7 events in Germany that’ll make December unforgettable

Winter is finally upon us, and Germany has kindly laid on a whole host of things to do to carry us through the final month of the year.

7 events in Germany that'll make December unforgettable
A baker preparing the traditional giant Stollen treat in Dresden in 2014. Photo: DPA.

1. Stollen Festival, Dresden, December 3rd

The 2015 Stollen Girl stands in front of the giant cake next to the traditional 1.6 metre Stollen knife. Photo: DPA

The people of Dresden take things pretty seriously when it comes to Stollen – a fruit bread coated in sugar traditional to German Christmas. For 21 years, they have celebrated Stollenfest on the Saturday before the second Sunday of Advent.

A crowd of bakers and Stollen-aficionados parade a specially made giant Stollen through the streets of the Old Town. Each year, a Dresden Stollen Girl is elected as the best trainee baker, and she accompanies the huge loaf.

The several-tonne cake harks back to 1730, when the then-ruler of Saxony ordered a giant Stollen to be made for a military festival. The loaf was divided into 24,000 portions and distributed among the guests and soldiers.

Today, the giant cake is still cut up into thousands of pieces, using a special 1.6 metre knife weighing in at 12 kilograms, and is then sold off at the Christmas market.

2. Tollwood Winter Festival, Munich, November 23rd – December 31st

View of Tollwood Winter Festival 2015. Photo: Tollwood

“Cowboy boots instead of winter boots” is the motto for this year’s Tollwood winter festival in Munich's Theresienwiese, the huge area where Oktoberfest is held.

Canadian contemporary circus group Cirque Éloize have brought their show “Saloon” to Europe for the first time: expect upbeat piano music, swinging saloon-doors, and stunning acrobatics, theatre and dance.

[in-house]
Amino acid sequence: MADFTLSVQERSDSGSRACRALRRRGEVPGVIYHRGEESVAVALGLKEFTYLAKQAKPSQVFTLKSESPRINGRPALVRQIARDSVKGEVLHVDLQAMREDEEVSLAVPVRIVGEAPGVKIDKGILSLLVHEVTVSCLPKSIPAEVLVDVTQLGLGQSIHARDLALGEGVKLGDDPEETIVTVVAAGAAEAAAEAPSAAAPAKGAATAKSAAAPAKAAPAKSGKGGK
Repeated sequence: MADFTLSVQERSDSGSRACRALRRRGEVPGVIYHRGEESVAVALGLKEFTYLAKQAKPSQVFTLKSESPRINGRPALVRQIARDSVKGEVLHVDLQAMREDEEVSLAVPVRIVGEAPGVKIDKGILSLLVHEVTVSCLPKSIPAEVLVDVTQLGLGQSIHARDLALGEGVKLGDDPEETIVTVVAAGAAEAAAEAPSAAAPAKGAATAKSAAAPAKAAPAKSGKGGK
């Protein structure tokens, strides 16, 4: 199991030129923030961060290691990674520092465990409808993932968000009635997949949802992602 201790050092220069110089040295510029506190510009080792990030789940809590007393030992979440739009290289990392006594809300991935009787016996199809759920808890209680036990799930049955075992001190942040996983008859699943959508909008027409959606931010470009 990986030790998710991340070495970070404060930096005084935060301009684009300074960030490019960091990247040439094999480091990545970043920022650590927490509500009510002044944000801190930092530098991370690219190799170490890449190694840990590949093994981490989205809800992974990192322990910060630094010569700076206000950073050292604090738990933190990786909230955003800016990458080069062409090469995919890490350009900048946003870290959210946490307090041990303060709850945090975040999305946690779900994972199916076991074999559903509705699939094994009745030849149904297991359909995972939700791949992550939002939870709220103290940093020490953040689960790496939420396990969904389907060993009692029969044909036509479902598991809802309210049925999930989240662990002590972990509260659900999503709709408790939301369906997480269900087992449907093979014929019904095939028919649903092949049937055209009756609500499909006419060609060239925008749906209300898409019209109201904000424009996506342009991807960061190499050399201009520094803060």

The festival, which this year concentrates on “sustainable mobility”, tries to educate visitors about the advantages of carpooling, public transport and cycling.

The festival includes stalls and food kiosks, and hundreds of artistic performances. Over 70 percent of the events are free, but tickets for the others can be bought online.

3. ChocolART Chocolate Festival, Tübingen, November 29th – December 4th


A photo posted by chocolART (@schokofestival) on Dec 5, 2015 at 5:30am PST

If you’ve got a sweet tooth, then you would be mad to miss Germany’s biggest chocolate festival at the beginning of December. Taking place in Tübingen’s old town, the festival brings together over 100 of the top international chocolatiers from all corners of the world.

Across six days, you can sample chocolates from Africa, South America, Europe and more. Alternatively, you could sip on some of the best drinking chocolate around, or swat up on your choco-knowledge by attending courses and demonstrations.

The festival also places a lot of emphasis on the chocolate-making process, promoting fair treatment of the 14 million people whose livelihoods depend on chocolate production.

4. Christmas Garden Berlin, November 17th – January 1st

“As the twilight falls, the magic begins” is the motto of the 2016 Christmas celebrations at the Berlin Botanical Gardens.

The show includes a fairy tale landscape in which visitors can wander through one and a half kilometres of “breathtaking light shows, bright dream forests and magical light figures” far from the packed crowds of Berlin's Christmas markets. 

At the end of the adventure, there are a variety of food stalls offering local culinary specialties, as well as fire pits to gather round. For the more athletic, there is also a 300-metre squared ice rink. 

5. Christmas markets

Visitors peruse stalls in front of the imposing Königsbau building in Stuttgart's Schlossplatz. Photo: DPA

You can’t be in Germany in December without visiting a Christmas market, but the tricky part is choosing which one to visit.